Now Digg owners have decided to allow the code to remain on their site, which means they face a costly lawsuit from the DVD industry, a lawsuit that could potentially bring an end to Digg.com.

Who really runs Digg.com? The authority of sites like Digg.com is based, ostensibly, on ideals like free speech and the democratic nature of the Web. But, as the L.A. Times article notes, Digg owners already take down references to pirated copies of Photoshop software from their site. Where should Digg draw the line?

As companies like Google and News Corp. spend billions of dollars to harness the advertising power of social networking sites like YouTube and MySpace, it will be very interesting to see just how much they will be willing to let hoi polloi the People decide their fate.

Related Article:

In Web Uproar, Antipiracy Code Spreads Wildly
By Brad Stone, New York Times, May 3, 2007
Sophisticated Internet users have joined up to distribute a code used to prevent piracy of high-definition movies.

Comments: 0

ConversionRater on RSS, Feedburner and Clicky

The ConversionRater blog by Pat McCarthy is one of the best at keeping tabs on Web Analytics and “montization” from a non-Google-centric point of view. Pat’s discussions are geared toward web marketing professionals more than small business owners.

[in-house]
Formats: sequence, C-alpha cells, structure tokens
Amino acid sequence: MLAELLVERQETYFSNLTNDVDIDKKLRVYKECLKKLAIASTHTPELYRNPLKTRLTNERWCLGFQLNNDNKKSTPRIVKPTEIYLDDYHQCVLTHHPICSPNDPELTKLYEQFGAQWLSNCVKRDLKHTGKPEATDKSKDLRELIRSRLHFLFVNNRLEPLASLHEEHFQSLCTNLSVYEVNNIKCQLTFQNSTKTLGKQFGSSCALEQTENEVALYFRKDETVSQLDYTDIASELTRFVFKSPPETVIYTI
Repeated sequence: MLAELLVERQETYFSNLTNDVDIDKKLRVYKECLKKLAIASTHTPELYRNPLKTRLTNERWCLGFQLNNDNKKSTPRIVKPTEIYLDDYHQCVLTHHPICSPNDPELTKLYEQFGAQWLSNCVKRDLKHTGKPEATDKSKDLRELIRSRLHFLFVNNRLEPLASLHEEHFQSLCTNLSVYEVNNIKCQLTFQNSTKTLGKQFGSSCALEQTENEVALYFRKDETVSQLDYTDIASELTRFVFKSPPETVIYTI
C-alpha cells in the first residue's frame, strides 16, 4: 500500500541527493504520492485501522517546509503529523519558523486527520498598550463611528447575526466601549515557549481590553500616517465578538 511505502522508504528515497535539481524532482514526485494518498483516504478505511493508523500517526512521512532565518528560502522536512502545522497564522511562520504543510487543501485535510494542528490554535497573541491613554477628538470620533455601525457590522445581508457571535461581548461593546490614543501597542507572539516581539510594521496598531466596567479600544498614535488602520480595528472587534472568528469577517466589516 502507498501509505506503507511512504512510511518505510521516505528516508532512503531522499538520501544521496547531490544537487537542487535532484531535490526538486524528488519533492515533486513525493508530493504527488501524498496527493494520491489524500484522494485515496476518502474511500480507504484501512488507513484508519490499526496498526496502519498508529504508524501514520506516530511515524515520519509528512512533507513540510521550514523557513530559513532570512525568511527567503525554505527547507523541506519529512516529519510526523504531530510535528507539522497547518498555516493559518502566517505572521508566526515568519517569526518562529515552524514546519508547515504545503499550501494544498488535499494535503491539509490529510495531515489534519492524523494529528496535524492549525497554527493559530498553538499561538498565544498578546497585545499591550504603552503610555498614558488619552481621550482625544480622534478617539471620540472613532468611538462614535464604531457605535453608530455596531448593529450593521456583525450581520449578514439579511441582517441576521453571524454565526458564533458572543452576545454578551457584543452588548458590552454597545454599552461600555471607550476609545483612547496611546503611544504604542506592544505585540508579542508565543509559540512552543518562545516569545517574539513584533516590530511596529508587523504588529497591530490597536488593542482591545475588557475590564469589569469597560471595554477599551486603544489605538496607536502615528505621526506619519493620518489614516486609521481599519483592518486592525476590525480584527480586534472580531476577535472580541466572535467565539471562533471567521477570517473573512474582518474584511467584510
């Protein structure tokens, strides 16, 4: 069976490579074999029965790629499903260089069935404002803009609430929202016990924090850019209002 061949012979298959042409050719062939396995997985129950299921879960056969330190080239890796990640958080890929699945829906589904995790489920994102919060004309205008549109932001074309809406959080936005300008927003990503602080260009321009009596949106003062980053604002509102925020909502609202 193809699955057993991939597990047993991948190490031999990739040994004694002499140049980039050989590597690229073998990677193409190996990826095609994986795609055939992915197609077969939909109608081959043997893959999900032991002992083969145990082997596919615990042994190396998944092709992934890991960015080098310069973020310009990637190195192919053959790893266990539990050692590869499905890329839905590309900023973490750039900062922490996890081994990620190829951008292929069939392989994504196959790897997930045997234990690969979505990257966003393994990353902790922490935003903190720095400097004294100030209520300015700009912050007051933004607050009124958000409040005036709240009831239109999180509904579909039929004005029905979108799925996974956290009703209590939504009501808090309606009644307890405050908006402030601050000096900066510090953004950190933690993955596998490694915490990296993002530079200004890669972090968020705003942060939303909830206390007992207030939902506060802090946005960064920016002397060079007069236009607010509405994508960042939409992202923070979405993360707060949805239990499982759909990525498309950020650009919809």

I will occasionally refer to his blog here in the McBuzz website. I’m mentioning this because yesterday Pat wrote about monitoring RSS feeds using a service called Clicky, and RSS is one thing McBuzz would like to expose readers to from the perspective of benefits for small business owners.

McBuzz (Mark McLaren) also maintains a blog for web professionals called the Web Marketing Pro Blog. The goal of the main website/blog at mcbuzz.com (the one you are reading right now) is to communicate with small business owners and others about ways to market their business effectively using a website, web optimized press releases, RSS feeds, and such, without getting into the gory technical details.

For gory technical details, discussion of web analytics tools like Google Analytics, coding techniques, etc., see the Web Marketing Pro Blog.

RSS

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McBuzz.com 2.0 Will Launch Soon

McBuzz Communications will launch mcbuzz.com 2.0 in a few days. Until then, please visit the current mcbuzz.com website.

Comments: 1